Monday, November 20, 2017

California Stem Cell Agency Faces Rising Cash Burn Rate; Readying for New, Multibillion Dollar Bond Attempt

Cash is flowing out the door fast at California’s $3 billion stem cell agency, which now expects money to run out for new research awards by the end of 2019 instead of the middle of 2020.

The California Institute for Regenerative Medicine (CIRM), as the agency is formally known, expects to be down to its last $269 million in uncommitted funds by end of this year. And it is working on a new plan to raise $200 million in private funds to sustain its operations through 2020.

The financial projections -- crafted as the agency faces what its leaders call a "critical stage" -- are online this week on the CIRM web site and include proposed lower caps on the size of awards in 2018 and 2019. The agency said the increase this year in the pace of funding was generated by more, higher quality research applications.

Maria Millan, CIRM photo
In documents prepared for a key CIRM meeting next Monday, Maria Millan, CEO of the agency, said her budget scenario would maintain CIRM’s “value proposition as intact as possible” while work moves forward on a proposed, multibillion dollar bond measure in November 2020. She also said enough funds would be available to “wind down” the agency if the bond measure fails.

(See here for Millan's plan and here for longer term bond funding.)

The agency was created by a ballot initiative in 2004, Proposition 71, which financed it with a $3 billion bond measure. No other significant funding was provided. The ballot campaign raised rosy expectations among voters that stem cell therapies were right around the corner.

So far the agency has not backed a therapy that has been approved for widespread use. But it is helping to support 38 clinical trials, the last stage before a therapy is approved by the federal government for widespread use. Many more trials, which can take years, are expected to be funded prior to 2020,

CIRM Chairman Jonathan Thomas, in a presentation prepared for next week’s meeting, pointed to “early successes” such as those involving work by Donald Kohn at UCLA. Thomas also cited “promising early returns” with Asterias Therapeuticswork on spinal cord injuries.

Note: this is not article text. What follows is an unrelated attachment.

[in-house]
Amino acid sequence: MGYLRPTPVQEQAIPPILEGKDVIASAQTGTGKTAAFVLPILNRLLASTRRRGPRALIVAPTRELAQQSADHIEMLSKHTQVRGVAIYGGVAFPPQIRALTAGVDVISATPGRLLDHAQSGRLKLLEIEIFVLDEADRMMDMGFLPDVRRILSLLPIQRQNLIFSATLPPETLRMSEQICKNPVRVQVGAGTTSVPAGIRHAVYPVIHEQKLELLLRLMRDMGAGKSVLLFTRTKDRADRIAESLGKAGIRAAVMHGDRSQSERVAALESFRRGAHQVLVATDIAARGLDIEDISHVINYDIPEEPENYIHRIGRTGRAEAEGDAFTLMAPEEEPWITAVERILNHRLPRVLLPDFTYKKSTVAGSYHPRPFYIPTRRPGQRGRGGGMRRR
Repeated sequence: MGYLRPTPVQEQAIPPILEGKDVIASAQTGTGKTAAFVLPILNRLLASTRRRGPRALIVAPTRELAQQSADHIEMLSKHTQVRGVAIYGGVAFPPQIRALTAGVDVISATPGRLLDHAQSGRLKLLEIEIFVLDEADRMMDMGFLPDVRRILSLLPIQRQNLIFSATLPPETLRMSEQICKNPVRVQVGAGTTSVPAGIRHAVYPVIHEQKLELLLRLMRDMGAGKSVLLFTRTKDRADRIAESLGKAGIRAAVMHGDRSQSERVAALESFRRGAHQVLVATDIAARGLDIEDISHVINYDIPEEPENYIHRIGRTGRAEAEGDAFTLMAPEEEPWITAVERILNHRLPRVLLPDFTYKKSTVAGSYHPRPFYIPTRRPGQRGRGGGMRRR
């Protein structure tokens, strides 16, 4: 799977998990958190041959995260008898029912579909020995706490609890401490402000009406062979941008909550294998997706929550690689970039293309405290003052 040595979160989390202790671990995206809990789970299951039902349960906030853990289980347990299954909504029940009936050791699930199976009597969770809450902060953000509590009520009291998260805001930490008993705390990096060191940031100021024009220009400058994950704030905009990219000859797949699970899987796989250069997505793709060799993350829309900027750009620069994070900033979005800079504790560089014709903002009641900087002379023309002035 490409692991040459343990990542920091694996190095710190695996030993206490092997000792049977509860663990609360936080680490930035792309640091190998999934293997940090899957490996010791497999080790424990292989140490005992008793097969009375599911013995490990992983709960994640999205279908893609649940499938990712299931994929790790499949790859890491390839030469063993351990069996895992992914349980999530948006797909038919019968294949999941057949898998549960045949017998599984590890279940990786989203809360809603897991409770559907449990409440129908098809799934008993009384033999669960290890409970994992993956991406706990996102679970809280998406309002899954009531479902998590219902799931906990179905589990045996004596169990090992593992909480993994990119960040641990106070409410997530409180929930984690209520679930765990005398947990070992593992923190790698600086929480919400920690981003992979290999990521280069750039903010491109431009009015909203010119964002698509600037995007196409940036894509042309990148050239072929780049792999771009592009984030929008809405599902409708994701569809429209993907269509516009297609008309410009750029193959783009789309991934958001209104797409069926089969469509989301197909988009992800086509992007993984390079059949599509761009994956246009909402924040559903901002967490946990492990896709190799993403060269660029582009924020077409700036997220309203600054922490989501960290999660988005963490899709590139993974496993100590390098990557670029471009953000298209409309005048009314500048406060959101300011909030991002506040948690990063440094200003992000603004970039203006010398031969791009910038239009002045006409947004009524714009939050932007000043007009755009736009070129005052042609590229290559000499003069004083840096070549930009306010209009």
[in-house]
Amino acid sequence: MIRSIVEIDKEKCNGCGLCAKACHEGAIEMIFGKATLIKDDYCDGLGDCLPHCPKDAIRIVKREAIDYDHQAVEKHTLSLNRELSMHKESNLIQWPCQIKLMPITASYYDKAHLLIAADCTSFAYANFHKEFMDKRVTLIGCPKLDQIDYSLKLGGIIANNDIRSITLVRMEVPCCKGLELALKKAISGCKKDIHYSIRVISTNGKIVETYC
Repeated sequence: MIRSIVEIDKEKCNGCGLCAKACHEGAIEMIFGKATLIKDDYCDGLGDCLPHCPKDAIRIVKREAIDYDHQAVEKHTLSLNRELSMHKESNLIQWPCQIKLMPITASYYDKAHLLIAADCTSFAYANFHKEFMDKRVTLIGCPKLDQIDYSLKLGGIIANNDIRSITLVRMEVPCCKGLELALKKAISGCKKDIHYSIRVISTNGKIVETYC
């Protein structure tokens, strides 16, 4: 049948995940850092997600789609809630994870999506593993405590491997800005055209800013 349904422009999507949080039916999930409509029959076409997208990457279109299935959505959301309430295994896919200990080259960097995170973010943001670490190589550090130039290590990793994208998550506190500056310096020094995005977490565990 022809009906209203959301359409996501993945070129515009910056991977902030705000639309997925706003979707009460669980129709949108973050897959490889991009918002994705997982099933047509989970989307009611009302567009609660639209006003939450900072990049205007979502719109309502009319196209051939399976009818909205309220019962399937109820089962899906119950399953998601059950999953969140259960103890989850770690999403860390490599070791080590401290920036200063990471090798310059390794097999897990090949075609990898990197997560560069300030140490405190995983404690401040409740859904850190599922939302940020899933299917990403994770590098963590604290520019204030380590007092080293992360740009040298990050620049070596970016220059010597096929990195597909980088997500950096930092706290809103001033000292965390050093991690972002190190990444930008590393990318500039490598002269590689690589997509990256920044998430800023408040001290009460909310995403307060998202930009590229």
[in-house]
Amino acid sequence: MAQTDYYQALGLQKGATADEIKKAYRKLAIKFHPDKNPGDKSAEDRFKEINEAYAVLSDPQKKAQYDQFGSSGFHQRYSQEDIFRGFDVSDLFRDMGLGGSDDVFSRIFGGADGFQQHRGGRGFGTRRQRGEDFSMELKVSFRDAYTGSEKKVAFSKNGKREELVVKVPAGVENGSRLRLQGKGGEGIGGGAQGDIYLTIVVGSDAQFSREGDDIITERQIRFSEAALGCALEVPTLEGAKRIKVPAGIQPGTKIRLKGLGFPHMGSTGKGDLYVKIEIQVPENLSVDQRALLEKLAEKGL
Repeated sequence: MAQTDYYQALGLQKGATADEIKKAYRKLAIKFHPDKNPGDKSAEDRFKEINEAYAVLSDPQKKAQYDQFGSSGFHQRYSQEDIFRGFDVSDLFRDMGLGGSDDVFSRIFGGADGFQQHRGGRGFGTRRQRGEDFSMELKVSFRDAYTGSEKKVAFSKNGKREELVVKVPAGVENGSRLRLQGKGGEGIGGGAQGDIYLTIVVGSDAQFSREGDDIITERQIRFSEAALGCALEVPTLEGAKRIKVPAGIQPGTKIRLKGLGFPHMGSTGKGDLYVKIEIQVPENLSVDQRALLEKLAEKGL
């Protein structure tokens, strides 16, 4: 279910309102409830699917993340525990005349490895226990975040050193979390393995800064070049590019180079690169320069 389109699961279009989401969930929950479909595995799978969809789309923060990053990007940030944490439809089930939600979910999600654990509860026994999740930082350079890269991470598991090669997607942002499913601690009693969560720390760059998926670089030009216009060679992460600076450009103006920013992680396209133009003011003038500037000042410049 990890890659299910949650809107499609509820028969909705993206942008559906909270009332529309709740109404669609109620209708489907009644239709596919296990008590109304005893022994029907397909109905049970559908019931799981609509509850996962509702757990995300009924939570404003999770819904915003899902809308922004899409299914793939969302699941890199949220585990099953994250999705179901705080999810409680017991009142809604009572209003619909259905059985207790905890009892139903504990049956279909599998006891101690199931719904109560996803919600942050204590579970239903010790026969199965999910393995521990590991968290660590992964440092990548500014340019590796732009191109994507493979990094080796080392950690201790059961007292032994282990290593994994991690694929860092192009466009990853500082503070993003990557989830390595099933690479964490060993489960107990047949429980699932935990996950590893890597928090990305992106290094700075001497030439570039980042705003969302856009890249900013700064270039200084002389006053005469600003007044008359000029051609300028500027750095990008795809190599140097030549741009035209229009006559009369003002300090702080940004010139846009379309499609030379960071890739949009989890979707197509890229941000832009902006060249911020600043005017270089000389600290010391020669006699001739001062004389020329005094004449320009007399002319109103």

Thomas’ proposal, in addition to private fundraising, calls for a “citizen-led” bond measure in the fall of 2020 to sustain CIRM on a more long-term basis. During next week's meeting, Robert Klein, the Palo Alto real estate investment banker who led the 2004 ballot initiative campaign, is expected to address the prospects for another initiative measure, possibly as large as $5 billion.

As back-up options, Thomas identified the possibility of asking the legislature and governor to place a bond measure on the 2020 ballot along with seeking donor funds for co-funding of specific projects.

In Millan's presentation, she said it is “essential to preserve CIRM’s value proposition to increase the probability of and the speed by which stem cell treatments can reach patients.”

The session on Monday involves the Transition and Science subcommittees of the CIRM board. The committees are expected to recommend budget and fundraising plans to be ratified by the full board at its meeting Dec. 14.

In September, the Transition group took a crack at a wider range of possibilities. The latest proposals are a refinement of what was discussed then.

Next week's meeting will be based at CIRM’s headquarters in Oakland with telephonic sites where the public can participate in La Jolla, Duarte, South San Francisco, Los Angeles and San Francisco. Public comments can be emailed to mbonneville@cirm.ca.gov. The session will also be audiocast on a listen-only basis. Instructions can be found on the agenda along with addresses for the telephonic locations. 
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